Octopus: The Ocean’s Intelligent Invertebrate cover

The Secret Life of the Octopus

Authors: Jennifer A. Mather, Roland C. Anderson, and James B. Wood

Since my discovery of the Baltimore Aquarium and its gorgeous living displays, including everything from sharks to luminescent jellyfish to a giant purple octopus, I’ve forged an enduring fascination with the little known animals of the deep. Anyone who knows me is aware of my shark fetish from my overly shark-ized cubicle at work to the fact that my bachelorette party took place at, you guessed it, a special shark tour hosted by the Baltimore Aquarium. These fierce predators of the deep, however, aren’t the only ocean dwelling denizens that captivate my imagination. The extreme intelligence and inquisitive nature of octopuses, creatures that are so dynamic that boredom will literally kill them, coupled with the unique physical attributes ranging from jet propulsion to intricate and ever changing skin patterns, bespeaks an alien race, similar to some being you’d encounter on a Star Trek adventure. Finding a book about octopuses that is not intended for children or dedicated to pictures only is a challenge. When I finally found Octopus: The Ocean’s Intelligent Invertebrate, written by three scientists with the curious laymen in mind, I knew I had to dish out for the full glory – a hardcover edition.

What I encountered within these pages was both informative and yet disappointing. Little is actually known about octopuses and much remains a mystery (at least, it did as of the publishing date set in 2010). Researchers and co-authors Jennifer A. Mather, Roland C. Anderson, and James B. Wood were required to elaborate most of the speculations on octopus life and daily ritual based upon the supposedly similar and better researched squid. Appending personal encounters and conjectures, the authors’ take squid data and bring the focus down to a chatty level that entices amateur marine explorers, such as yours truly. However, the fact that so much remains unknown or only guessed at, undercuts the authority of the tome and keeps the mystery alive a little too well. What could they do to fix this? Years and years of expensive and intense research . . . not exactly something for which the luxury, money, and time is available.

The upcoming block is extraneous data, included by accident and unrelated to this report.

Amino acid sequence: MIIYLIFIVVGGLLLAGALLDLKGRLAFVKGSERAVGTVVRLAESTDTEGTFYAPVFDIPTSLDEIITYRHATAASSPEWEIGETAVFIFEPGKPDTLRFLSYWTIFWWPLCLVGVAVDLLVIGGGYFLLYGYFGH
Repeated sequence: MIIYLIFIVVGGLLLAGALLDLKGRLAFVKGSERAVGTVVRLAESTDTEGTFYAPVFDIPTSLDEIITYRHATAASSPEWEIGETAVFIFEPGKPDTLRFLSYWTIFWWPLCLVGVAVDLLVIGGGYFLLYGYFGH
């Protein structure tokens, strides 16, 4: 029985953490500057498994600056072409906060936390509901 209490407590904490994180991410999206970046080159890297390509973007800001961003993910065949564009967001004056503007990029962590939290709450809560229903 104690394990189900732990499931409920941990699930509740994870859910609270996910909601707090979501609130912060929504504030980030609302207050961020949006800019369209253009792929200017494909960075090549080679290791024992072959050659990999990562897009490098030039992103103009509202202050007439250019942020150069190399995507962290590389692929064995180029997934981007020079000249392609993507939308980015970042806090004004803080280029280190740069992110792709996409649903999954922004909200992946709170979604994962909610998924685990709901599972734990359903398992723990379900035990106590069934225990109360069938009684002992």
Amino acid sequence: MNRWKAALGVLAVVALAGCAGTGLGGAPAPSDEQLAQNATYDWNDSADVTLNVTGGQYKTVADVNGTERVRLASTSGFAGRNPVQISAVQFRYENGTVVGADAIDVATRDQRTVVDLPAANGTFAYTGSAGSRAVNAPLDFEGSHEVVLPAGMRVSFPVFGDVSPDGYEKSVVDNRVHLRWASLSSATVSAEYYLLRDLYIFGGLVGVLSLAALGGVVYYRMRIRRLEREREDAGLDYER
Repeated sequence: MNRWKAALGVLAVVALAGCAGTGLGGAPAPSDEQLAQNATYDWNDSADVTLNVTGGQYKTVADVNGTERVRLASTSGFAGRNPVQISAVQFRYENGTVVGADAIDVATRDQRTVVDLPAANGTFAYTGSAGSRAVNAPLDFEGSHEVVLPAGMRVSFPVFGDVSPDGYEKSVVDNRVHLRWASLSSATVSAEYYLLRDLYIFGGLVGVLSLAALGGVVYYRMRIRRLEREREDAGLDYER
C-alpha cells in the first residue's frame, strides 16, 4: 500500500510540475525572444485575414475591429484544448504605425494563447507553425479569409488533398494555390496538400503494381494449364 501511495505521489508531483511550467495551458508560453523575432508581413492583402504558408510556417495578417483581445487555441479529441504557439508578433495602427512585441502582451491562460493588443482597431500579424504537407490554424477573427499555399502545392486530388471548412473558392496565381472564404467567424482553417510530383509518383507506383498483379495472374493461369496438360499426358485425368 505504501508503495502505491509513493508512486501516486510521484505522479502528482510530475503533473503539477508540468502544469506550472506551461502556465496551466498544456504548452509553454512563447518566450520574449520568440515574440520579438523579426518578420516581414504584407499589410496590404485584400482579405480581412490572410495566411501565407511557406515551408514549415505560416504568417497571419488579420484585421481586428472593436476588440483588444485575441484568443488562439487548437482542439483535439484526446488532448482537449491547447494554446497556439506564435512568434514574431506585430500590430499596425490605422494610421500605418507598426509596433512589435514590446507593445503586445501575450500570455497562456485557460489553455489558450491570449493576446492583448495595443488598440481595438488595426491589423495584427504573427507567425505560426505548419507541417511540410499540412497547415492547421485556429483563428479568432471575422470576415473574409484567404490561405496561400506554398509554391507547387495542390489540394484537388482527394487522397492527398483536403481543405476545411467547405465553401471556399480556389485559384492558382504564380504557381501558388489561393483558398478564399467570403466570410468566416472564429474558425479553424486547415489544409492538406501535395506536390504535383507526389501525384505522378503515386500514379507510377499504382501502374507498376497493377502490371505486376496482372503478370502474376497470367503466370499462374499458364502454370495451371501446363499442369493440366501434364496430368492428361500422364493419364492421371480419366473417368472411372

So what does Octopus provide then if the pedantic readers among us are clamoring for more solid facts and less educated guess-work? The authors do manage to effectively galvanize readers (and hopefully the more microcosmic oceanography focused world) on the importance of learning more about such animals. Octopuses just deserve it. They’re foreign and fascinating and oddly human in their desire for mental stimulus. If you didn’t already like the octopus, this book will make you fall for them. Their lives are simply strange with so many gaping holes. From nearly microscopic plankton like creatures they grow into the majestic and sometimes humongous animals we puzzle over in aquariums. With problem solving capabilities, eight appendages, and built-in camouflage, it’s surprising that such complex and finely tuned creatures typically have a life-span of no more than three years. Solitary loners of the sea, the often dangerous mating ritual is literal death, showing how instinct propagates the species while ending the individual. This is only the surface of what is known and suspected, yet there is so much more. For example, those gorgeous skin patterns may be language.

While the authors keep in mind that the intended audience is lay readers with some curiosity and a respect, if not understanding, of science, the book doesn’t lose that National Geographic like feel. While facts cannot be validated or even provided at many junctures, there is no lack of hypothesis backed by reasoning and similar studies, plus individual stories from the authors that give the book a personalized feel and showcase the authors’ passion. Lay readers are introduced at a comfortable level without feeling patronized.

Thirty-eight full-color and glossy pictures also compliment this particular book. This was the main reason that I chose the hardcover as averse to the more reasonably priced Kindle edition. Kindle itself, even the fancy versions (yes, I have three including the touted Fire) doesn’t do justice to illustrations, much less high resolution images. The book is large enough that it looks well on display without being too unwieldly while reading.

Overall, Octopus will leave readers with many questions and a new respect for a mostly unknown creature.  Hopefully further studies and writings will be dedicated to the enigmatic octopus.

Frances Carden

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Frances Carden
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